I’ll be in Australia later this month for WordCamp Australia – if you’re in the country you should come out.
There’s a new mailing list for discussion of WordPress and education. If you’re passionate about these subjects be sure to join the conversation.
Eric Martin carved a WordPress pumpkin. Happy Halloween everybody. 🙂
Two cakes to share today: the first is a shared birthday cake we had at our Automattic offsite in Breckenridge and the second was put together by David Link just for the joy of WP (and cake). Yum!
There’s not one but
three four WordCamps this weekend. I just got back from China, where both the Beijing and Shanghai events were great. (More pictures coming soon.) This Saturday you can check out WordPress events in Portland, Salt Lake City (I’ll be attending this one, they asked me first), Vancouver, and Birmingham.
For those of you who aren’t familiar with the product, Intense Debate supercharges the comment section of WordPress blogs and other sites with cool features like threading, reply by email, voting, reputation, and global profiles. There are a few companies tackling this space right now, but I was impressed with how much ID (Intense Debate) has been able to do with a small team, and happy to find that their common platform (PHP and MySQL) would make integration a lot easier.
Going forward, the plan is to keep Intense Debate available as a platform-agnostic independent service, much like Akismet. We’ll start to integrate its features into WordPress core, WordPress.com, and Gravatar as appropriate. For example, comment threading is going to be in WordPress 2.7, but reply by email is a lot easier to implement on a hosted service like WordPress.com. We’re also going to be able to lend our expertise in scaling to the ID team to make sure their users enjoy the same hassle-free speed and bulletproof availability as users of other Automattic services.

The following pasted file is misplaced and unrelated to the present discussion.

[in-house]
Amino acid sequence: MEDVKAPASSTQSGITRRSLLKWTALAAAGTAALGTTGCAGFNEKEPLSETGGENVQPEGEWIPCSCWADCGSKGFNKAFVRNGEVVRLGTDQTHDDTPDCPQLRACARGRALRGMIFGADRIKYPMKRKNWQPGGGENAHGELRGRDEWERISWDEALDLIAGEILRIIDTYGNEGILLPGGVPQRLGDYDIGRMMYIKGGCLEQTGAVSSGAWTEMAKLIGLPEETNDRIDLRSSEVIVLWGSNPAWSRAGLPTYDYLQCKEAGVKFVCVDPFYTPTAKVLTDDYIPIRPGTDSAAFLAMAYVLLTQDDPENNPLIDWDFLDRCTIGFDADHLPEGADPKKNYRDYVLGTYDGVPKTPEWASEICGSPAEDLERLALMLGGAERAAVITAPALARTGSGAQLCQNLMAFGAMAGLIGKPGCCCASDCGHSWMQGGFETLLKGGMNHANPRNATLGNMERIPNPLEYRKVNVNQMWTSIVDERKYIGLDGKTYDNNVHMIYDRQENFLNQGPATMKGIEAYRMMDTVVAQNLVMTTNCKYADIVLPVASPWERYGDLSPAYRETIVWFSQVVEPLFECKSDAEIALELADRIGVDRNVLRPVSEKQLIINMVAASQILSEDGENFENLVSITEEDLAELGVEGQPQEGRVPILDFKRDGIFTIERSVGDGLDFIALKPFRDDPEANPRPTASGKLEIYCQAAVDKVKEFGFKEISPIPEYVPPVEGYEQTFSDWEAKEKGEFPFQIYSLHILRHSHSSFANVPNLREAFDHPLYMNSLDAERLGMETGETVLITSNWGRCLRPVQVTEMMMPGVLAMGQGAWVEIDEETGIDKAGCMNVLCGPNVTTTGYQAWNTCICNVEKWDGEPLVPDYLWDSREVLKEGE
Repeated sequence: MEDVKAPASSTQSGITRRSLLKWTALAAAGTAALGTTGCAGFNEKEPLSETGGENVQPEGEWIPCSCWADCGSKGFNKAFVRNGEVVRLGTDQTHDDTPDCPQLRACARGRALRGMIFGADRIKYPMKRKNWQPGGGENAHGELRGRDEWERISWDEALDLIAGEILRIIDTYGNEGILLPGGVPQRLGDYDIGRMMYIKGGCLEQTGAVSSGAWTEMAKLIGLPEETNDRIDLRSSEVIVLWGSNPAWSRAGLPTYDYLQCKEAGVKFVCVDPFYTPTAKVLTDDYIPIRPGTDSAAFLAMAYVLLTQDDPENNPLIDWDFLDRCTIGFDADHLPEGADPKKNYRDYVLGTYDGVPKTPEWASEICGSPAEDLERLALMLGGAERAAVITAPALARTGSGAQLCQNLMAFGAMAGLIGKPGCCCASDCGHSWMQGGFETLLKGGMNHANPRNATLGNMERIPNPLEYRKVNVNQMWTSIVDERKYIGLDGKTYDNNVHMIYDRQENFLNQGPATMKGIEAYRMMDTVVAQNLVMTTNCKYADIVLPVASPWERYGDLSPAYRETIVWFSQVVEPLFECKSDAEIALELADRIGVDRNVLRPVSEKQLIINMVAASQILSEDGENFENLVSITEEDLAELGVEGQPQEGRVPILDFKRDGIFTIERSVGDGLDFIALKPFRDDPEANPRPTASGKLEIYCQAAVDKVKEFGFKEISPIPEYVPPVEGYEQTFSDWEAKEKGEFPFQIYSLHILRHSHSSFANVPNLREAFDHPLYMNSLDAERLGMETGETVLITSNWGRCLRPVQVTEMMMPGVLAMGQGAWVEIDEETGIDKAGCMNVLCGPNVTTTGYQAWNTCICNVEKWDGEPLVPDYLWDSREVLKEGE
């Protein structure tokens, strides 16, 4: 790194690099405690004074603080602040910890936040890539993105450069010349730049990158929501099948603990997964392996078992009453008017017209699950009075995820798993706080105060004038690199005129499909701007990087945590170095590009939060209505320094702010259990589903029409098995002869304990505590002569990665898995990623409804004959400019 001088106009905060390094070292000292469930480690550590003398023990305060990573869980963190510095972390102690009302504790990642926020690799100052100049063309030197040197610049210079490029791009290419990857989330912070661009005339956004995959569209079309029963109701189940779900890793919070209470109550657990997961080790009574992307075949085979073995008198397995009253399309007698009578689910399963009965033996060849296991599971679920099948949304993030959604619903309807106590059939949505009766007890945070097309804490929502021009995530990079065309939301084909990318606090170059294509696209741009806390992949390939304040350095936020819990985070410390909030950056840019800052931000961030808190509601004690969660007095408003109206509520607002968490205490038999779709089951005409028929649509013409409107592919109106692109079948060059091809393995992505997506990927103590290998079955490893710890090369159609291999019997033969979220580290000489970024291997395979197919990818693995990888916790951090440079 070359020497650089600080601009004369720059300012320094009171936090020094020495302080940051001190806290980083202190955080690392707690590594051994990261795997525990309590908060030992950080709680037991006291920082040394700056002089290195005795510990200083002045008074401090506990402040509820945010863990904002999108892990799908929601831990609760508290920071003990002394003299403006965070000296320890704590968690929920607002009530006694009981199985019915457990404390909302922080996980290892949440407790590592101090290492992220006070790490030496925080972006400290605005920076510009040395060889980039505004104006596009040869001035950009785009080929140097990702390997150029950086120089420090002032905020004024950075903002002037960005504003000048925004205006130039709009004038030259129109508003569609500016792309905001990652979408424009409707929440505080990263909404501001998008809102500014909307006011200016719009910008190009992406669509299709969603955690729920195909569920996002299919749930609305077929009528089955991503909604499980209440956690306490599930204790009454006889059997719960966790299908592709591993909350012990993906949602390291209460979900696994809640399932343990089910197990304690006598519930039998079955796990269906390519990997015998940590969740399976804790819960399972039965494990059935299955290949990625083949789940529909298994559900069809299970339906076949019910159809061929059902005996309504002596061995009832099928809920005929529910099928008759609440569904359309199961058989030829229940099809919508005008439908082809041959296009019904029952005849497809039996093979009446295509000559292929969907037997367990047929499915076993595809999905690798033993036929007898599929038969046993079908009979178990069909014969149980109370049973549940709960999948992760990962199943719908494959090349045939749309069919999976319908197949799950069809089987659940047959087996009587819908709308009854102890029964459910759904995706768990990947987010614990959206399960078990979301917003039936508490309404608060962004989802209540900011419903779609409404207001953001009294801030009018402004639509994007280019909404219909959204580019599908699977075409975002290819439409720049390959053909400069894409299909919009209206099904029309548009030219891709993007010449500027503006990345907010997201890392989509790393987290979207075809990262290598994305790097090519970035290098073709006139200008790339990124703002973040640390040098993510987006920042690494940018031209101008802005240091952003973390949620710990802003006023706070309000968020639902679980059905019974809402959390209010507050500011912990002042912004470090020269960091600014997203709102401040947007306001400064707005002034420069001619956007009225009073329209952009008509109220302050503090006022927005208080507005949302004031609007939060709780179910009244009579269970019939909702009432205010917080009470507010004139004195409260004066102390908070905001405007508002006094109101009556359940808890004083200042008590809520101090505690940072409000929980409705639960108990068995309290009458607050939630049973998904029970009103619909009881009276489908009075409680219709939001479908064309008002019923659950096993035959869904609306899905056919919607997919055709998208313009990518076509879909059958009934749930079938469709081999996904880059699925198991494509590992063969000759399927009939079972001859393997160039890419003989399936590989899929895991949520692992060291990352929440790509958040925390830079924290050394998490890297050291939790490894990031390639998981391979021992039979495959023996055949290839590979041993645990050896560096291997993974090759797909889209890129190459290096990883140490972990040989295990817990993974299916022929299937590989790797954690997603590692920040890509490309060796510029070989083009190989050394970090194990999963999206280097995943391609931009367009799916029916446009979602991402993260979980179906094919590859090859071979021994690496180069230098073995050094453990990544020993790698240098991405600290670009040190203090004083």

Long-term, I think that comments are the most crucial interaction point for blogs, and an area that deserves a lot of investment and innovation. Comments really haven’t changed in a decade, and it’s time to spice things up a little.
We were early in the space with investing in Akismet to solve the spam problem, but now I think the real growth opportunities are in the user interaction and social features across comments. There is a huge opportunity to increase the traffic and engagement of blogs significantly. WordPress.com alone already gets about three legitimate comments every second — more than a quarter of a million every day. I’m excited to see what the Intense Debate team can do to make things more interesting.
“As my blog has grown in popularity, we realized we were ready to switch to a platform offering more programming options. After careful research, that new platform will be WordPress, which we hope to launch tomorrow with an exciting photo gallery from my most recent trip to Mexico.” — Martha Stewart. Ms. Stewart was previously on Typepad. Hat tip: Joe Clark.
Get A Gravatar Ready For WordCamp 2008 Badges. I think this is the first time Gravatars have gone physical. Really excited about it! They’re generated on the fly using PHP and the PDF library.
Matt’s Community Tags. This is the VERY BETA plugin I’m using for the community tagging on my photos, which allows people to submit tags which then go into a moderation queue to be approved or modified by an admin. Not recommended for general use yet, just getting it out there since a lot of people have asked about it.
I just updated the Random Redirect plugin, with two extra parameters.
Things To Consider When Using WordPress as a CMS. Would love to see more articles like this.